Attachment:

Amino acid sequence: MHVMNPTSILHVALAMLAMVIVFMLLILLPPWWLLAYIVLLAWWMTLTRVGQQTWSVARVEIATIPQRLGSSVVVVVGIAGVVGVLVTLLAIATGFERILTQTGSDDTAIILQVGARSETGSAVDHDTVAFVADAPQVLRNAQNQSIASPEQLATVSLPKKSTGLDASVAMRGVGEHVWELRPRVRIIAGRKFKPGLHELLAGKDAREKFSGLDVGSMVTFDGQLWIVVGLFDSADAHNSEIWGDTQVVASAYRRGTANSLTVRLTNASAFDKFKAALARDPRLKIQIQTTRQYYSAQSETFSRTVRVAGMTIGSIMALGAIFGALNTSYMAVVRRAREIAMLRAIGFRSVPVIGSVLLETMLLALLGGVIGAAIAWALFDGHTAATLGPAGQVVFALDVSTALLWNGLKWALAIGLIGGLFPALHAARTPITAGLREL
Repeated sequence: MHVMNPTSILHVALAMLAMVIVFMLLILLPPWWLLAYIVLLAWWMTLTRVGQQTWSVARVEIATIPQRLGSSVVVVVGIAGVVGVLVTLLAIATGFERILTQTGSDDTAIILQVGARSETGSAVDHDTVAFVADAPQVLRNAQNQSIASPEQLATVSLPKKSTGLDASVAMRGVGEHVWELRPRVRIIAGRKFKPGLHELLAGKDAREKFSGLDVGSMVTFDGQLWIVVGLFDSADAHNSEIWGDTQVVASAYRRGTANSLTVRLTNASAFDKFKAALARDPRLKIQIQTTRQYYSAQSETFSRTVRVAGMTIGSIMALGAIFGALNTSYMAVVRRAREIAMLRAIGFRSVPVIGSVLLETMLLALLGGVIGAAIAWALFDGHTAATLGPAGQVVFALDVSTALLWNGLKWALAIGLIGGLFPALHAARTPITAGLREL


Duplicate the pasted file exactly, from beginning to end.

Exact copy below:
Amino acid sequence: MHVMNPTSILHVALAMLAMVIVFMLLILLPPWWLLAYIVLLAWWMTLTRVGQQTWSVARVEIATIPQRLGSSVVVVVGIAGVVGVLVTLLAIATGFERILTQTGSDDTAIILQVGARSETGSAVDHDTVAFVADAPQVLRNAQNQSIASPEQLATVSLPKKSTGLDASVAMRGVGEHVWELRPRVRIIAGRKFKPGLHELLAGKDAREKFSGLDVGSMVTFDGQLWIVVGLFDSADAHNSEIWGDTQVVASAYRRGTANSLTVRLTNASAFDKFKAALARDPRLKIQIQTTRQYYSAQSETFSRTVRVAGMTIGSIMALGAIFGALNTSYMAVVRRAREIAMLRAIGFRSVPVIGSVLLETMLLALLGGVIGAAIAWALFDGHTAATLGPAGQVVFALDVSTALLWNGLKWALAIGLIGGLFPALHAARTPITAGLREL
Repeated sequence: MHVMNPTSILHVALAMLAMVIVFMLLILLPPWWLLAYIVLLAWWMTLTRVGQQTWSVARVEIATIPQRLGSSVVVVVGIAGVVGVLVTLLAIATGFERILTQTGSDDTAIILQVGARSETGSAVDHDTVAFVADAPQVLRNAQNQSIASPEQLATVSLPKKSTGLDASVAMRGVGEHVWELRPRVRIIAGRKFKPGLHELLAGKDAREKFSGLDVGSMVTFDGQLWIVVGLFDSADAHNSEIWGDTQVVASAYRRGTANSLTVRLTNASAFDKFKAALARDPRLKIQIQTTRQYYSAQSETFSRTVRVAGMTIGSIMALGAIFGALNTSYMAVVRRAREIAMLRAIGFRSVPVIGSVLLETMLLALLGGVIGAAIAWALFDGHTAATLGPAGQVVFALDVSTALLWNGLKWALAIGLIGGLFPALHAARTPITAGLREL